Shelf Registration as a Post-IPO Financing Option for Companies
Companies that have already gone public may want to preserve the option to offer additional shares on the market at a later date. This may correspond with a new product launch, a future acquisition, or other major corporate event involving a need for additional financing. The shelf offering process allows a public company to file a shelf registration statement with the Securities and Exchange Commission (SEC) that will enable the company to sell the registered securities, or take them “off the shelf”, at a later time relatively quickly. Companies commonly use shelf registrations when they wish to sell securities at a future date without much lag time.
Advantages of Shelf Offerings
There are a number of benefits of shelf offerings for public companies. The most notable benefits are timing and certainty. Shelf offerings give companies fast market access when market conditions become optimal for them in the future. For example, if an issuer is a real estate development company and the housing market is heading toward a decline, it may not be ideal timing to offer additional securities to the market. Once real estate conditions improve, however, the company can use the shelf registration statement it filed earlier to quickly offer the previously registered securities to the market for sale.
The later sale, or “takedown off the shelf”, of these securities does not require another round of SEC review. This streamlines the process so that the securities previously registered on the shelf registration statement filed with the SEC can be released to the market soon after the company declares its intent to “takedown off the shelf”. This process requires little administrative paperwork since company made most of the necessary disclosures in the initial registration statement. This greatly reduces processing time.
Shelf offerings provide issuing companies the ability to exert greater control over managing the supply of their securities on the market. It also provides cost-savings for companies by not requiring them to re-register with the SEC each time they want to offer new shares. After the shelf registration statement’s effective date, the periodic quarterly and annual reports that the company is required to file with the SEC are automatically incorporated by reference. Incorporation by reference occurs when one filed document recites that it includes another filed document. Thus, the company must complete little administrative maintenance once it has a shelf registration on file with the SEC.
How the Shelf Registration Process Works
The shelf registration discloses the classes of registered securities for a potential future offering, such as common shares, preferred shares, debt securities, and warrants. It involves a base prospectus and a prospectus supplement.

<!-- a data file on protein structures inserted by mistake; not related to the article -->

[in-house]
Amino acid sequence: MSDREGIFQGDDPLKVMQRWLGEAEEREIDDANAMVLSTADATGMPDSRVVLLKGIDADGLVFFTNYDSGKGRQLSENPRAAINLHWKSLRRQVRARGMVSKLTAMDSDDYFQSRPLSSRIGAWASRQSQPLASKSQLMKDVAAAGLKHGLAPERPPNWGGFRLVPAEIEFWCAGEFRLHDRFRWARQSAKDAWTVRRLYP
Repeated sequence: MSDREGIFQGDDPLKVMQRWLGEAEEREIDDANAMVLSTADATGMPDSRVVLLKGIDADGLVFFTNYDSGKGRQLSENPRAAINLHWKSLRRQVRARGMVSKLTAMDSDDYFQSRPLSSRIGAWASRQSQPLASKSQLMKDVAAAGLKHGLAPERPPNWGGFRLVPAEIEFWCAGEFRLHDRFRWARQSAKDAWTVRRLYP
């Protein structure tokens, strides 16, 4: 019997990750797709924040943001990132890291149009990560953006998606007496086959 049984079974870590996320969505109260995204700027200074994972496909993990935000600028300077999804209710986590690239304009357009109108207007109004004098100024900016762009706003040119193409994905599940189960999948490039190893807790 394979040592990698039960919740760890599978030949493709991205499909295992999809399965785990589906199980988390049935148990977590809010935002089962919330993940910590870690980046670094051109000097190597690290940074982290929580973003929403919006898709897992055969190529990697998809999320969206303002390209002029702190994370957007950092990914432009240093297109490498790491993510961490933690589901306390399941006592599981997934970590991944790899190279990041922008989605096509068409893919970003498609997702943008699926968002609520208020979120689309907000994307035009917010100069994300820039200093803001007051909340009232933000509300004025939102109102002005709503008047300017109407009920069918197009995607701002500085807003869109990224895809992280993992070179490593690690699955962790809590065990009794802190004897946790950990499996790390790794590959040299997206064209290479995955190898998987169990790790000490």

The company uses a base prospectus for the initial shelf registration for the new issuances of securities. The offering must take place within a three-year time window. The base prospectus normally requires filing of a Form S-3 with the SEC. Foreign issuers may also file for shelf offerings using Form F-3, which is analogous to Form S-3 for U.S. companies. The SEC typically takes a few weeks to review and declare the shelf registration effective. The base prospectus contains information such as the type of securities being offered to the market, a summary of the company’s business operations, and a description of how the company intends to use the proceeds.
When the company later decides to sell the offering, it files a prospectus supplement with the SEC. The prospectus supplement discloses the specific offering terms and other SEC requirements to take the offering “off the shelf”. Rule 424 of the Securities Act of 1933 governs the prospectus supplement. The prospectus supplement together with the earlier filed base prospectus makes a complete prospectus for an offering of the specified securities.
An issuer can use a shelf registration to sell new securities, or in other words, a primary offering. It can also use a shelf registration to resell outstanding securities. This process constitutes a secondary offering. Once the shelf registration statement goes into effect, it will last for three years until it expires or the company renews it. Rule 415 of the Securities Act of 1933 governs the shelf offering process.
Limitations on Use of Shelf Registration
Shelf offerings are only available to certain qualifying issuers. In order to qualify, a company must have been a public company for at least 12 months. It also cannot have defaulted on loans or failed to pay dividends since the end of the previous year.
If a company is a well-known seasoned issuer (WSKI), the shelf offering automatically becomes effective upon filing. In order to be classified as a WSKI, a company must have a market capitalization exceeding $700 million for an equity shelf, or the company must have issued at least $1 billion in debt in the previous three years for a debt shelf.
A company may register a shelf offering on a continuous or a delayed basis. In a continuous offering, companies must offer the securities within two days after the registration statement is effective. In contrast, in a delayed offering, the company do not offer securities for prompt sale after effectiveness of the registration statement. Delayed offerings are generally only available to more seasoned issuers, or companies with a strong and sustained track record.